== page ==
1964 Winter Olympics
The emblem represents the coat of arms of Innsbruck, which shows the bridge on the Inn River that connects the old town and the Hötting district.
|Host city||Innsbruck, Austria|
(892 men, 199 women)
|Events||34 in 6 sports (10 disciplines)|
|Opening ceremony||January 29|
|Closing ceremony||February 9|
|Officially opened by||President Adolf Schärf|
|Athlete's Oath||Paul Aste|
|Olympic Torch||Josef Rieder|
The 1964 Winter Olympics, officially known as the IX Olympic Winter Games (French: Les IXes Jeux olympiques d'hiver) (German: Olympische Winterspiele 1964), was a winter multi-sport event which was celebrated in Innsbruck, Austria, from January 29 to February 9, 1964. The Games included 1091 athletes from 36 nations, and the Olympic Torch was carried by Joseph Rieder, a former alpine skier who had participated in the 1956 Winter Olympics.
The Games were affected by the deaths of Australian alpine skier Ross Milne and British luge slider Kazimierz Kay-Skrzypeski, during training, and by the deaths, three years earlier, of the entire US figure skating team and family members.
Host city selection
Innsbruck had to compete with Calgary, Canada, and Lahti, Finland for the right to host the 1964 Winter Olympics. Here is the resulting vote count that occurred at the 55th IOC Session in Munich, West Germany, on May 26, 1959.
|1964 Winter Olympics bidding result|
- The games was opened by a concert performed by Vienna Philharmonic, under the baton of Karl Böhm. Beethoven's 7th Symphony and Mozart's 40th Symphony were performed in the opening concert.
- Normally snowy Innsbruck was threatened by a lack of snow. The Austrian army carved out 20,000 ice bricks from a mountain top and transported them to the bobsled and luge runs. They also carried 40,000 cubic meters of snow to the Alpine skiing courses. The army packed down the slopes by hand and foot.
- Lidia Skoblikova won all of the women's speed skating events, an achievement not matched by a man until Eric Heiden at the 1980 Lake Placid Games.
- Italian bobsleigh pilot Eugenio Monti distinguished himself by helping Britain's Tony Nash and Robin Dixon to win the gold medals when he loaned them an axle bolt to replace one that was broken. The Italians took bronze, but Monti was honored as the first recipient of the Pierre de Coubertin medal for sportsmanship.
- Egon Zimmermann of Austria took the gold medal in the men's downhill alpine skiing event.
- In the 4 man bobsled, the Canadian team won the gold medal with a total winning time of 4:14.46.
- Norway's Knut Johannesen won the men's 5,000m speed skating event in an Olympic record time of 7:38.40.
- Klavdiya Boyarskikh of the USSR earned three gold medals in cross-country skiing and, on the men’s side, Finnish Eero Mäntyranta won two and earned the nickname "Mr. Seefeld" after the venue because of his domination.
- In alpine skiing, French sisters Christine and Marielle Goitschel finished first and second in both the slalom and the giant slalom.
- Ski jumping gained a second event, and the sport of luge made its Olympic debut.
- Politically, the Games were notable because East and West Germany entered a combined team.
- The USSR won the most medals and the most gold medals at the Games.
- For the first time the Closing Ceremonies were held at a different place than the Opening Ceremonies.
Medals were awarded in 34 events contested in 6 sports (10 disciplines).
- Biathlon (1) ()
- Bobsleigh (2) ()
- Ice hockey (1) ()
- Luge (3) ()
- Axamer Lizum – Alpine skiing (all but men's downhill)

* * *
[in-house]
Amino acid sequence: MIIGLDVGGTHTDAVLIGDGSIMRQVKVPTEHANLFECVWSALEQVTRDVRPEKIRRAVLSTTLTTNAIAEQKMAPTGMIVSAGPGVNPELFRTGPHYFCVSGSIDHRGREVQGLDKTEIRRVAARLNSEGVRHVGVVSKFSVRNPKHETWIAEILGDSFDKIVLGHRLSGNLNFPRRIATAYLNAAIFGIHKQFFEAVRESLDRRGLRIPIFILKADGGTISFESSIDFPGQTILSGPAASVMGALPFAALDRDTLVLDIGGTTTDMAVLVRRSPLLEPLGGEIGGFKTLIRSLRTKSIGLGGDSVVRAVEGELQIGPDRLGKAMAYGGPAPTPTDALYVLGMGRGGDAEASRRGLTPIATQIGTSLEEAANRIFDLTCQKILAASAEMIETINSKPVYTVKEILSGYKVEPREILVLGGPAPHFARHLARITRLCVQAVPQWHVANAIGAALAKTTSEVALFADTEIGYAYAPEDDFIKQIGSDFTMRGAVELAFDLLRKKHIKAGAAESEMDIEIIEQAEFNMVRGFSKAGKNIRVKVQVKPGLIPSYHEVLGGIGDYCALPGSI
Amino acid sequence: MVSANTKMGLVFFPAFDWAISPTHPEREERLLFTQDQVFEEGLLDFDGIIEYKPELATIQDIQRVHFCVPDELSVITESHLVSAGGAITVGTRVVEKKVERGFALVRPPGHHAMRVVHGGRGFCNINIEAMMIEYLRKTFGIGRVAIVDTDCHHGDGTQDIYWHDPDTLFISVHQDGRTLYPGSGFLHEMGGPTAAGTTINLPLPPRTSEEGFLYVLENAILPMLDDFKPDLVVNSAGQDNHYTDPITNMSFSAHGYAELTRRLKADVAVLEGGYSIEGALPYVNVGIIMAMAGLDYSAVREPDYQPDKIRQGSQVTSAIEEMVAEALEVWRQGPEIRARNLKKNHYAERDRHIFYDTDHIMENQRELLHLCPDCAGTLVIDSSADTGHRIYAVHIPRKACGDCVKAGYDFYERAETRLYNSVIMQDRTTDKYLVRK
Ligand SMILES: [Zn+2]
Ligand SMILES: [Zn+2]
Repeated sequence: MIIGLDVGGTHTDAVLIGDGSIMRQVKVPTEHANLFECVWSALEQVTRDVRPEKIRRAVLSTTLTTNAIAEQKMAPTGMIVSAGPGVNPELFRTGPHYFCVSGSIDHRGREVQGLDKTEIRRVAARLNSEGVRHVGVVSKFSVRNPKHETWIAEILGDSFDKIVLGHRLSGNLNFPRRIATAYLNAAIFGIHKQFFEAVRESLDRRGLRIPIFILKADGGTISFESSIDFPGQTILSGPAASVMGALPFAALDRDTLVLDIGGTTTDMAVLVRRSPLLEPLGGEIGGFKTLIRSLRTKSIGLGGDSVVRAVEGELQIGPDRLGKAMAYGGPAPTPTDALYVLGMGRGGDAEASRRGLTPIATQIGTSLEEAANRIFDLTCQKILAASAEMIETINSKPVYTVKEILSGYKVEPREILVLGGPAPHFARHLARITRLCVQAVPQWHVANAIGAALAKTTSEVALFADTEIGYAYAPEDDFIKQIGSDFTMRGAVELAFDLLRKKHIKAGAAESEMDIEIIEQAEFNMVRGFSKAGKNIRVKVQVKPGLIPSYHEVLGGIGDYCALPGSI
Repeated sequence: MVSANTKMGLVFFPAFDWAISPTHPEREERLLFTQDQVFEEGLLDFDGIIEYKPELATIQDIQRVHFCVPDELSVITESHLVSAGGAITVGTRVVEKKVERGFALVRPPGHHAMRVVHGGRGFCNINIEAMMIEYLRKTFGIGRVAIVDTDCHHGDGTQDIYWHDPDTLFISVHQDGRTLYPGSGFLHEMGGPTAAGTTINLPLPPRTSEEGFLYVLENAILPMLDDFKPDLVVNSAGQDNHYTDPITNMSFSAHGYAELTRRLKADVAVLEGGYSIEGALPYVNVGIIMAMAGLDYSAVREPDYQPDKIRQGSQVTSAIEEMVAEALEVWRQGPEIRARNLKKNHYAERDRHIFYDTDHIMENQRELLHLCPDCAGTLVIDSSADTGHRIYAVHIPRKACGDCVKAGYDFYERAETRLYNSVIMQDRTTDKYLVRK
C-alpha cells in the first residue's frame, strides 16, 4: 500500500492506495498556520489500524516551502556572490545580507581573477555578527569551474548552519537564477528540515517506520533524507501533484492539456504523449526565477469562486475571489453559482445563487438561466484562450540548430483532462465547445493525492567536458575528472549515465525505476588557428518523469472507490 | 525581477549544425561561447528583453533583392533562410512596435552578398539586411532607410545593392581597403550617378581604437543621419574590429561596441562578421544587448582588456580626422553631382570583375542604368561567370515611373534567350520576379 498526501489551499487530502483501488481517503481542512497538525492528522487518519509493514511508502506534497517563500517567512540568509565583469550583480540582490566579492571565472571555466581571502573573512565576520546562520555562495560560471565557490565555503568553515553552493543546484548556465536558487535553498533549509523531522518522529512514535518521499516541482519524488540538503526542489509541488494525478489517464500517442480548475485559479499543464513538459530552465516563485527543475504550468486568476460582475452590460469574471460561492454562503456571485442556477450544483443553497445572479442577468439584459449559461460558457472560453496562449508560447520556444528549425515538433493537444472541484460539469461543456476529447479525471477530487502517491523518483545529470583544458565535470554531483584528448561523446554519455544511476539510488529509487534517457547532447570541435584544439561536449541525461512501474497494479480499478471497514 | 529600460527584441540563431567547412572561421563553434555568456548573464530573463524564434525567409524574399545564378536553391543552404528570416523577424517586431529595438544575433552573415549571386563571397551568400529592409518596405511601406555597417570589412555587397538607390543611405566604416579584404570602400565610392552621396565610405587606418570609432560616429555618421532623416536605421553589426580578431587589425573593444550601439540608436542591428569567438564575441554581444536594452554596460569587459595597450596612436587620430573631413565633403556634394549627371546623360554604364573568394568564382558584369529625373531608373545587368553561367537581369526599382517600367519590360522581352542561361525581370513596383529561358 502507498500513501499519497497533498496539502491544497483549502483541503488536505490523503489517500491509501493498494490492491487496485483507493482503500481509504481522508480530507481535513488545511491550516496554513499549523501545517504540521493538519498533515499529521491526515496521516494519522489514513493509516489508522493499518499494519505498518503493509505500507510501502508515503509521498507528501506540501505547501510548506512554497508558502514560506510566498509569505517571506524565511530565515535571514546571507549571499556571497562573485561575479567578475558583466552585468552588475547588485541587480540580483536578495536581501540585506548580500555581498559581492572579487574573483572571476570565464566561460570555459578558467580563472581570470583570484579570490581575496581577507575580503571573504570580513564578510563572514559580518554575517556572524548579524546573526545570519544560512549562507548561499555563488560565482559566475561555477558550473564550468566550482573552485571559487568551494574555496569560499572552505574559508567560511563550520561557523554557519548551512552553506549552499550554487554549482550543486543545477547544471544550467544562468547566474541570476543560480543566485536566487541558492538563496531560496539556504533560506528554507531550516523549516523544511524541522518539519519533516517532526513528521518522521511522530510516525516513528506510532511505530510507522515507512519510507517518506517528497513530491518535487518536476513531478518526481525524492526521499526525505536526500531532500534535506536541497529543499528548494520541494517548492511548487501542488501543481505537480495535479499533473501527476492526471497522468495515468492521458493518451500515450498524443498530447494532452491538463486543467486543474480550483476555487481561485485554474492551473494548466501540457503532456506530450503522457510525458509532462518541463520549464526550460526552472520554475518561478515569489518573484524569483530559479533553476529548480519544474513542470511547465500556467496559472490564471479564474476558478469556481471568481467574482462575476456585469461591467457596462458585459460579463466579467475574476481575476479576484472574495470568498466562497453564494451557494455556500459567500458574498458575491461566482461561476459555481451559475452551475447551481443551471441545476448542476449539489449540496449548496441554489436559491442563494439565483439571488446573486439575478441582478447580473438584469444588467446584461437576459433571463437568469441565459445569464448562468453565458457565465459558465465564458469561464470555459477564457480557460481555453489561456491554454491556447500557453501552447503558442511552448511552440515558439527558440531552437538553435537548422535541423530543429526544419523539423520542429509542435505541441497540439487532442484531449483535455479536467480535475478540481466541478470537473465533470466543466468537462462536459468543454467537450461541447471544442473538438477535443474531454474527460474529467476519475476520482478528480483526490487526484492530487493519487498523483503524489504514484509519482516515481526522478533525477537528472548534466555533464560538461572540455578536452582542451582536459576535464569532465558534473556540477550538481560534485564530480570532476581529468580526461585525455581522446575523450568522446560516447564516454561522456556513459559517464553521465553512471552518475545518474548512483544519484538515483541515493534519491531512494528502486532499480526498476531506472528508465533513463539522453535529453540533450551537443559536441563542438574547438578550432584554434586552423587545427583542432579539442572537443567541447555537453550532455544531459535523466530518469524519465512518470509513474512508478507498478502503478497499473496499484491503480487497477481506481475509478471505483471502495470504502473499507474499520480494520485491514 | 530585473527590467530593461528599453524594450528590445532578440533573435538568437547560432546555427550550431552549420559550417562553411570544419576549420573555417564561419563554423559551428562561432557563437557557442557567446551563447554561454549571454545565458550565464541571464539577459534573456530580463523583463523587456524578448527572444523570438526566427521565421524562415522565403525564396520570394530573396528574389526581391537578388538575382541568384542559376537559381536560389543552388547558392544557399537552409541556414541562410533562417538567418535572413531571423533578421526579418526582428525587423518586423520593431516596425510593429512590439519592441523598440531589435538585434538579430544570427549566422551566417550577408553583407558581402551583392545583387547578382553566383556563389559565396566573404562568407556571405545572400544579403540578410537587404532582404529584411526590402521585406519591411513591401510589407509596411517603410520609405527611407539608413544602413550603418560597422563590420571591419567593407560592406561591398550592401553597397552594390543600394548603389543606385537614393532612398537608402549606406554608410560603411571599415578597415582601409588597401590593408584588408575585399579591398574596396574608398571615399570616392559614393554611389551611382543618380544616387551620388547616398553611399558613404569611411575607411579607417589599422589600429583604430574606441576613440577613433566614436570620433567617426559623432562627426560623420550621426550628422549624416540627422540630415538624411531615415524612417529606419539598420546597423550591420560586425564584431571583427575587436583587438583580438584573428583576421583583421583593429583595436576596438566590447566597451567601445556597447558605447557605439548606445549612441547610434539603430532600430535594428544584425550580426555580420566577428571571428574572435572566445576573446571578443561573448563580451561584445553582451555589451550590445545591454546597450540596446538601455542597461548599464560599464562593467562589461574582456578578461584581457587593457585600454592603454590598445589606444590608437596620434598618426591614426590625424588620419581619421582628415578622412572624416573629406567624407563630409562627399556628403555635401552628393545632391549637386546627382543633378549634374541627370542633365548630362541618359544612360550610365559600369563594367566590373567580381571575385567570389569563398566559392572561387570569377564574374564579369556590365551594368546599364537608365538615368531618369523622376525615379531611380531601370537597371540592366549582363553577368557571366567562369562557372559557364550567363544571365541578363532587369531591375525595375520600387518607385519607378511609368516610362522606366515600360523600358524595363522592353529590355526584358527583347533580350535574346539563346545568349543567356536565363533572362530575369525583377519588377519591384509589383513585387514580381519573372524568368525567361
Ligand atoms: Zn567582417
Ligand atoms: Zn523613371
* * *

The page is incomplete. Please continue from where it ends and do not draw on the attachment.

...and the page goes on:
- Bergiselschanze – Ski jumping (large hill)
- Bob und Rodelbahn Igls – Bobsleigh, luge
- Eisschnellaufbahn – Speed skating
- Messehalle – Ice hockey
- Olympiahalle – Figure skating, ice hockey
- Patscherkofel – Alpine skiing (men's downhill)
- Seefeld – Biathlon, cross-county skiing, Nordic combined, ski jumping (normal hill)
36 nations sent athletes to compete in Innsbruck. India, Mongolia, and North Korea participated in the Winter Games for the first time. Athletes from West Germany (FRG) and East Germany (GDR) competed together as the United Team of Germany from 1956 to 1964.
These are the top ten nations that won medals at these Games:
|6||United Team of Germany||3||3||3||9|
Two tragedies prior to the 1964 Winter Olympics affected the outcome and mood of the Games:
- Australian alpine skier Ross Milne and British luge slider Kazimierz Kay-Skrzypeski died during training shortly before the Games started. The organising committee said that Ross crashed into a tree during a training run. The IOC suggested that inexperience may have played a role in Ross's death, whereas Australian manager John Wagner suggested that overcrowding played a role, saying that he tried to slow down "on a spot which was not prepared for stopping or swinging" to avoid a crowd of contestants. His brother Malcolm Milne competed at the 1968 and 1972 Winter Olympics.
- On February 15, 1961, the entire US Figure Skating team and several family members, coaches, and officials were killed when Sabena Flight 548 crashed in Brussels, Belgium en route to the World Championships in Prague. This tragedy sent the US skating program into a period of rebuilding. The loss of the U.S. team was considered so catastrophic for the sport that the 1961 World Championships were cancelled, and impacted later Winter Olympics.
|Wikimedia Commons has media related to 1964 Winter Olympics.|
- "Innsbruck 1964". Olympic.org. International Olympic Committee.
- "Results and Medalists". Olympic.org. International Olympic Committee.
- Official Report of the 1964 Winter Olympics (PDF) (in German). Innsbruck Olympic Organising Committee. 1964. Retrieved 19 July 2013.
- The program of the 1964 Innsbruck Winter Olympics
- Map of the surrounding area
- "Australia and the Olympic Games" by Harry Gordon. ISBN 0-7022-2627-0
IX Olympic Winter Games (1964)
| Succeeded by|